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tv   BBC News at Six  BBC News  July 30, 2021 6:00pm-6:31pm BST

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more than 1,300 people died of drug—related causes last year alone — it's the worst drug figures in europe. why is this still happening? why is this being allowed to continue? why are these numbers up, death figures up again? will be asking why the number of deaths keeps on rising. also tonight... —— we will be asking. cheering gold for beth shriever, silver for kye whyte, as together they make history winning britain's first ever medals in bmx. i gave it absolutely everything i had then, and i was rewarded. oh, my god, it's amazing. pregnant women are urged to have the covid vaccine as the number of mothers to be in hospital with the virus rises — hundreds of thousands remain unvaccinated. england's cricket star ben stokes is taking an immediate breakfrom the sport to prioritise his mental
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well—being. it's confirmed that human remains found in the pyrenees are those of the missing british hiker esther dingley. and warming up for tonight's first night of the proms, as the royal albert hall welcomes back a full audience with no social distancing. and coming up in sport on the bbc news channel: more from the tokyo games, as bryony page wins bronze for team gb in the women's trampolining final. good evening and welcome to the bbc news at six. scotland's first minister, nicola sturgeon, has said she's determined to make changes that will save lives — after the country reported a record number of deaths from drug misuse for the seventh year running.
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more than 1,300 people died of drug misuse in scotland last year alone. almost two thirds of all drug—related deaths were of people aged between 35 and 5a. scotland's drug—death rate continues to be more than three and a half times that for the uk as a whole. it means scotland continues to have by far the highest drug death rate recorded by any country in europe. our scotland correspondent lorna gordon reports on scotland's drugs crisis. it would've been angela maclachlan�*s birthday this week. angela had one of the most contagious laughs, smiles, big blue eyes, and everybody loved her. but, like too many others in scotland, her life lost to drugs. do you miss her? every day.
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because you feel robbed. angela's sister, who is a local counsellor, works helping others deal with addiction in the town of irvine. she says over recent years, there has been no let up in the numbers dying. we have had wave after wave. it's like a tsunami coming to us. how much of it can we take? waves of deaths? waves of deaths. when you hear it every single day, you are consoling families every single day. that's not where i want to be. the scale of scotland's problem with drugs has been recognised for some time, but these latest figures are another grim milestone, showing the number of drug—related deaths here rising for the second year in a row. —— the seventh year in a row. the first minister made a very honest acknowledgement that we have not done enough in the past that is either big enough or quick enough to tackle the scale of the challenge we face, but we are now determined going forward to invest more in life—saving services. and there are new initiatives,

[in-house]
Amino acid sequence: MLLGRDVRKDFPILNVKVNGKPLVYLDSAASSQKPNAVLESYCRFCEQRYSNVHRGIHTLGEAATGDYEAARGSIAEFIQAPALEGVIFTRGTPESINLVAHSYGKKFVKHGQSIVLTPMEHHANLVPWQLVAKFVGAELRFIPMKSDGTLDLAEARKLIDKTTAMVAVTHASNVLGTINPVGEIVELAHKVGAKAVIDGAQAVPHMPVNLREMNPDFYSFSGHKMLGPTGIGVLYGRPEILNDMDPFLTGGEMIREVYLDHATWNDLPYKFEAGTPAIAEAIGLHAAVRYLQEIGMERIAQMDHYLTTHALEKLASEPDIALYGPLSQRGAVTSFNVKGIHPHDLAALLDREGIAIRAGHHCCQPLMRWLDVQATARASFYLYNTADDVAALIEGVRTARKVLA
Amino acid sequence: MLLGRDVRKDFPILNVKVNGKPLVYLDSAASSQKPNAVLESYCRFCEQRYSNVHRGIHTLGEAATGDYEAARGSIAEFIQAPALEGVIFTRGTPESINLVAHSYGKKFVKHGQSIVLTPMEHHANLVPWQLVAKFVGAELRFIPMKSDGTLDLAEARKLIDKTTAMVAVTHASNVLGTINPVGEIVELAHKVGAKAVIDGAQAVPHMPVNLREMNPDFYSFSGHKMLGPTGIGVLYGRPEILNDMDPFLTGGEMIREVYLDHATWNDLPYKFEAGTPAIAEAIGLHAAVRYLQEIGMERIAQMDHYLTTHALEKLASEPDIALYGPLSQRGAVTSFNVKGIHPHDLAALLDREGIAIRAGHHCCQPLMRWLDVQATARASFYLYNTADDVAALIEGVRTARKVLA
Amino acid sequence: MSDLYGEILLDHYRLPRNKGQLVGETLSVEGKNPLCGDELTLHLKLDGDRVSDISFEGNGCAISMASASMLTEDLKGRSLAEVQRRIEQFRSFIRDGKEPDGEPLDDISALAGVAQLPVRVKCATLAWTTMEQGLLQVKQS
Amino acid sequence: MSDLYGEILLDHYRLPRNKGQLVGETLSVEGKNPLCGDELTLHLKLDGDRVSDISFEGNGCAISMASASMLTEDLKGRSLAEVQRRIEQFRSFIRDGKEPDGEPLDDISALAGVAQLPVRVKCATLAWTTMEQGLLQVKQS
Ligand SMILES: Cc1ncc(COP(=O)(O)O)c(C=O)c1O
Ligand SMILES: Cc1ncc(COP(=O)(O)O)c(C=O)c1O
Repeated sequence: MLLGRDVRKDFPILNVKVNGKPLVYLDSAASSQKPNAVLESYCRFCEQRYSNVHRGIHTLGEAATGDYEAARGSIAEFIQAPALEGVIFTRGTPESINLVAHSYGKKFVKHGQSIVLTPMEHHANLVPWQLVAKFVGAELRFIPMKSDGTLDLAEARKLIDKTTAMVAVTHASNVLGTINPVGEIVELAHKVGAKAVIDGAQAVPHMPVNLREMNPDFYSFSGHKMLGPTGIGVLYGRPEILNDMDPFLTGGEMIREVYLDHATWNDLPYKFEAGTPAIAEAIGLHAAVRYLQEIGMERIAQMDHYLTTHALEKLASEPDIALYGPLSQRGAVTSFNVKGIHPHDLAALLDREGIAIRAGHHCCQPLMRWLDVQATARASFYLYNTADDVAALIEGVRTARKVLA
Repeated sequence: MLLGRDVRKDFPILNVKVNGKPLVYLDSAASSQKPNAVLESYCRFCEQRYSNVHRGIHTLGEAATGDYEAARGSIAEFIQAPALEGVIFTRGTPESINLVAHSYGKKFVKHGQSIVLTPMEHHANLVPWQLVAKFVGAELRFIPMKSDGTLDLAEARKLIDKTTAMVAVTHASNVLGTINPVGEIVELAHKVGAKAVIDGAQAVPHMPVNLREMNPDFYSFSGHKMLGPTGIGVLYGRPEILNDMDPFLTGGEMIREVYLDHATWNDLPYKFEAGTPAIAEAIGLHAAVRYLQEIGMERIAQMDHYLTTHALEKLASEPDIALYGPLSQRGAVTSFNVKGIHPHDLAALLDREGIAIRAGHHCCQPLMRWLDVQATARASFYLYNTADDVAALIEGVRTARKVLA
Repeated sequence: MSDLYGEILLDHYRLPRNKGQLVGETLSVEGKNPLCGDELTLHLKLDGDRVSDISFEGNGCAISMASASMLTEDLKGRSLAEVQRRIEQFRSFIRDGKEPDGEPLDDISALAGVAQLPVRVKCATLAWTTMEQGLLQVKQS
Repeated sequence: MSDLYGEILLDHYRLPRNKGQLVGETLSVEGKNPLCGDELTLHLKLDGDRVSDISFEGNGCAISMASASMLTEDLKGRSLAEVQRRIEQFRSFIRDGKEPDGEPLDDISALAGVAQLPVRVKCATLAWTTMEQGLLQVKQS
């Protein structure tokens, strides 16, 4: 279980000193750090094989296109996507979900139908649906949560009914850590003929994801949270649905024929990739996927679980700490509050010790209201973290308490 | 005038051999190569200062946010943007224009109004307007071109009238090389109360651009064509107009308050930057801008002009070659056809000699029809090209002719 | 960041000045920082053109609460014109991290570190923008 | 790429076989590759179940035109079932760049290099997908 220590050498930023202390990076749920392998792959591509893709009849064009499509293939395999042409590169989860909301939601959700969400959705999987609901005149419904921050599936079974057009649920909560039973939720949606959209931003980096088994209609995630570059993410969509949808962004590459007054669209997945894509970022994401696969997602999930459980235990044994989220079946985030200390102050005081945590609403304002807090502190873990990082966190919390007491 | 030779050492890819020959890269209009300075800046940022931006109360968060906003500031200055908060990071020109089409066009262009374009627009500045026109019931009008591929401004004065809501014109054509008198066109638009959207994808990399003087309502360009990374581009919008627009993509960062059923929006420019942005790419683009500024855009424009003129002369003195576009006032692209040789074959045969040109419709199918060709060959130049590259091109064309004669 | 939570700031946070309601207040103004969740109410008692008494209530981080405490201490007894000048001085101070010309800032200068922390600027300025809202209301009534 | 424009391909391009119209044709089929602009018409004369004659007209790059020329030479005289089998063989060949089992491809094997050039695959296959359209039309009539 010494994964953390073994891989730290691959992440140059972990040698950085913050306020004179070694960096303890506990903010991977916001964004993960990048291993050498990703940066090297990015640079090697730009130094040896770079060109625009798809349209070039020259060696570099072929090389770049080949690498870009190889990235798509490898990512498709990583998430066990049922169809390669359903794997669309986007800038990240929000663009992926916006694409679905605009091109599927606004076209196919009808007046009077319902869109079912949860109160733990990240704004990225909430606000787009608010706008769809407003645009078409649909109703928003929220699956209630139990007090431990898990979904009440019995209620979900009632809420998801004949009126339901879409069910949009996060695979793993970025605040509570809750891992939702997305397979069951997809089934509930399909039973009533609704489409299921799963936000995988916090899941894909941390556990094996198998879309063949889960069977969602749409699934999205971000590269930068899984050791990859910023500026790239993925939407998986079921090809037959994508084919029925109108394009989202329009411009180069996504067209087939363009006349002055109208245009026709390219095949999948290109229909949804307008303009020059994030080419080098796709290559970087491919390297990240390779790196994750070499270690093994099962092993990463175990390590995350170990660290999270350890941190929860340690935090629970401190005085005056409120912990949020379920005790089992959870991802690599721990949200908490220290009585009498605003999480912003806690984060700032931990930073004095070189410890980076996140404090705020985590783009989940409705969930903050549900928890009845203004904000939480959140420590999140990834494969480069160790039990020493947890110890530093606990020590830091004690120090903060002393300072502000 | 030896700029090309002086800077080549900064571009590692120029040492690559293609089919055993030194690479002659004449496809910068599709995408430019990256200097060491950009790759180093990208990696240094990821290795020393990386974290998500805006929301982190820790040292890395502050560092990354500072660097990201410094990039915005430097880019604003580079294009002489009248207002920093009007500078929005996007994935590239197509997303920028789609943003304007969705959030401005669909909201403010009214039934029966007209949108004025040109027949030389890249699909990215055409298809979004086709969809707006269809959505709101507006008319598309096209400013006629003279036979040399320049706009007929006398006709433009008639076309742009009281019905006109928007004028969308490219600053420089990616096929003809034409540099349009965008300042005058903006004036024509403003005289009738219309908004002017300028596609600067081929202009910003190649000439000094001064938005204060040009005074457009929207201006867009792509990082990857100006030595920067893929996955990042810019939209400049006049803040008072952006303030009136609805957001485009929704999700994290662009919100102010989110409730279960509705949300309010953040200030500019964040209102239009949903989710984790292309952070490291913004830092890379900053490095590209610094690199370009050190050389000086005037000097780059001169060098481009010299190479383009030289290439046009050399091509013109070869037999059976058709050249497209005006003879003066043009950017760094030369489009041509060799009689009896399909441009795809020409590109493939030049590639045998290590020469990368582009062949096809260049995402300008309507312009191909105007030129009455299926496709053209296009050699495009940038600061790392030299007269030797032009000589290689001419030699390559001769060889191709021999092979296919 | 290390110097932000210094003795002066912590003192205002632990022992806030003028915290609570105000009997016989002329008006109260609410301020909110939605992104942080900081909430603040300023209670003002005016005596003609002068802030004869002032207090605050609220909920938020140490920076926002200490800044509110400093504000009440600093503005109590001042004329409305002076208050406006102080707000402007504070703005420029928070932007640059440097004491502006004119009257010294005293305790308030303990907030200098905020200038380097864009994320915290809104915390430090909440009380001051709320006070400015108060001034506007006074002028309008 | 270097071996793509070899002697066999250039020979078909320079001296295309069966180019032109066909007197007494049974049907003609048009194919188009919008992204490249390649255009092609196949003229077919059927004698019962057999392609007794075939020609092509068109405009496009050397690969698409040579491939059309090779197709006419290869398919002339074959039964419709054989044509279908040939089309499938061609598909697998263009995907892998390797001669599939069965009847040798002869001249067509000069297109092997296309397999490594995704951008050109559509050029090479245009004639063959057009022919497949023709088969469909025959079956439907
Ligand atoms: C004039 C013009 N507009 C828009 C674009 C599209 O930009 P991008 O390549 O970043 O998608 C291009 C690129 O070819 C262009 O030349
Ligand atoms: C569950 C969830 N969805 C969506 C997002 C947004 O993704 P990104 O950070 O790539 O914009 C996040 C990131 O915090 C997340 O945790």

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including this trial, where police in some areas, including here in glasgow, have started carrying naloxone, which rapidly reverses an opioid overdose. the early indications are very positive. 23 times we've used it, 21 times when using it we were able to help save someone's life. there's no doubt that that's very positive. the scale of scotland's drugs crisis is staggering. there were about 50 but there are only about ten of us left or something. the scottish government has committed a quarter of a billion pounds to addressing the emergency, but this recovering addict who is now a community worker says that money must trickle down. there's always noise, there's always, oh, there is money being invested, we are going to invest in policy, but policy doesn't do nothing. we need to invest in the community.
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we already know these people, we know the problems they have. in glasgow this afternoon, a vigil for those who lost their lives. their families and friends gathered around a provocative symbol they hope will focus minds on the crisis. they say they are no longerjust calling for change, but demanding it. the scottish government says it is getting more people into treatment and they want to ensure anyone can access the services no matter where they live, but make no mistake they are under a lot of pressure here. opposition parties say snp cuts to rehab and other services in recent years have played a big part in the upward trend in drug—related deaths. nicola sturgeon today said she knows what is needed is not words but action to prevent people dying, and she said that is what the scottish government is determined to deliver. studio: lorna, thank you. now, it's been another bumper day for team gb at the tokyo olympics, with six more medals added to the tally overnight. but it was two bmx bikers who stole the show today.